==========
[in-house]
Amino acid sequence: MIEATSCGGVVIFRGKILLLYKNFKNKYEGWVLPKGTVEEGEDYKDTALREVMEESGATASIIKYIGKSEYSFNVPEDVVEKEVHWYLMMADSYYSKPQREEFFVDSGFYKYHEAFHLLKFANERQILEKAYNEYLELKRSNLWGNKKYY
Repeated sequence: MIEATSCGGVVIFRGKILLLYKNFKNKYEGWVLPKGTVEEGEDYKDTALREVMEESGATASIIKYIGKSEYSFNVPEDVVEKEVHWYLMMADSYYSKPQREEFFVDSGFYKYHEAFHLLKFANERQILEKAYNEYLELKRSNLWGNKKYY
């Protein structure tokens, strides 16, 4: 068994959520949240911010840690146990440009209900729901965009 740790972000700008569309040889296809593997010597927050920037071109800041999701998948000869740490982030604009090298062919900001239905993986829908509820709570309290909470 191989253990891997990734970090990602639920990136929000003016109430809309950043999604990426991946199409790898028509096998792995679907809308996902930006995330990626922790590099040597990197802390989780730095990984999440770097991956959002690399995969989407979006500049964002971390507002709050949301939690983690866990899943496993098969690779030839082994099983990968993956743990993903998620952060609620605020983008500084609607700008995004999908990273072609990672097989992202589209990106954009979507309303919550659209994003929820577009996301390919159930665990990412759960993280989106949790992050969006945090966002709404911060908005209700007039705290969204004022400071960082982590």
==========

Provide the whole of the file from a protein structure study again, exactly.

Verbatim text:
[in-house]
Amino acid sequence: MIEATSCGGVVIFRGKILLLYKNFKNKYEGWVLPKGTVEEGEDYKDTALREVMEESGATASIIKYIGKSEYSFNVPEDVVEKEVHWYLMMADSYYSKPQREEFFVDSGFYKYHEAFHLLKFANERQILEKAYNEYLELKRSNLWGNKKYY
Repeated sequence: MIEATSCGGVVIFRGKILLLYKNFKNKYEGWVLPKGTVEEGEDYKDTALREVMEESGATASIIKYIGKSEYSFNVPEDVVEKEVHWYLMMADSYYSKPQREEFFVDSGFYKYHEAFHLLKFANERQILEKAYNEYLELKRSNLWGNKKYY
């Protein structure tokens, strides 16, 4: 068994959520949240911010840690146990440009209900729901965009 740790972000700008569309040889296809593997010597927050920037071109800041999701998948000869740490982030604009090298062919900001239905993986829908509820709570309290909470 191989253990891997990734970090990602639920990136929000003016109430809309950043999604990426991946199409790898028509096998792995679907809308996902930006995330990626922790590099040597990197802390989780730095990984999440770097991956959002690399995969989407979006500049964002971390507002709050949301939690983690866990899943496993098969690779030839082994099983990968993956743990993903998620952060609620605020983008500084609607700008995004999908990273072609990672097989992202589209990106954009979507309303919550659209994003929820577009996301390919159930665990990412759960993280989106949790992050969006945090966002709404911060908005209700007039705290969204004022400071960082982590």